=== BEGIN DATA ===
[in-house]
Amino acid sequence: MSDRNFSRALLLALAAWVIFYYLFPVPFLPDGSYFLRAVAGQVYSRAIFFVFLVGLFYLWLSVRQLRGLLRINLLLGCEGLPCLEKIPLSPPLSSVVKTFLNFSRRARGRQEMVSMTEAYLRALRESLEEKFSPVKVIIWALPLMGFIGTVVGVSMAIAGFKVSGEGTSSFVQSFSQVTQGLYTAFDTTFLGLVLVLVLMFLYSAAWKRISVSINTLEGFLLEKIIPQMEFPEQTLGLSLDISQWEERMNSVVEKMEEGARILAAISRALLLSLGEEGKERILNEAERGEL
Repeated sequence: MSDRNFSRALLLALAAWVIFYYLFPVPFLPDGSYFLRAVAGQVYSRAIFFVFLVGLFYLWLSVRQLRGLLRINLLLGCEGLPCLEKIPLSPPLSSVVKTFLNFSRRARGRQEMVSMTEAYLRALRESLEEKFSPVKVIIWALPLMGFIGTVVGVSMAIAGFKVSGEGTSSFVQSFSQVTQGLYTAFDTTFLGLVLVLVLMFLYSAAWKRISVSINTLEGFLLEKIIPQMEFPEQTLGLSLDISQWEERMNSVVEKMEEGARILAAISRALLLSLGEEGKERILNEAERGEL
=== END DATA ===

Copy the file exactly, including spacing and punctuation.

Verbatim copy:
[in-house]
Amino acid sequence: MSDRNFSRALLLALAAWVIFYYLFPVPFLPDGSYFLRAVAGQVYSRAIFFVFLVGLFYLWLSVRQLRGLLRINLLLGCEGLPCLEKIPLSPPLSSVVKTFLNFSRRARGRQEMVSMTEAYLRALRESLEEKFSPVKVIIWALPLMGFIGTVVGVSMAIAGFKVSGEGTSSFVQSFSQVTQGLYTAFDTTFLGLVLVLVLMFLYSAAWKRISVSINTLEGFLLEKIIPQMEFPEQTLGLSLDISQWEERMNSVVEKMEEGARILAAISRALLLSLGEEGKERILNEAERGEL
Repeated sequence: MSDRNFSRALLLALAAWVIFYYLFPVPFLPDGSYFLRAVAGQVYSRAIFFVFLVGLFYLWLSVRQLRGLLRINLLLGCEGLPCLEKIPLSPPLSSVVKTFLNFSRRARGRQEMVSMTEAYLRALRESLEEKFSPVKVIIWALPLMGFIGTVVGVSMAIAGFKVSGEGTSSFVQSFSQVTQGLYTAFDTTFLGLVLVLVLMFLYSAAWKRISVSINTLEGFLLEKIIPQMEFPEQTLGLSLDISQWEERMNSVVEKMEEGARILAAISRALLLSLGEEGKERILNEAERGEL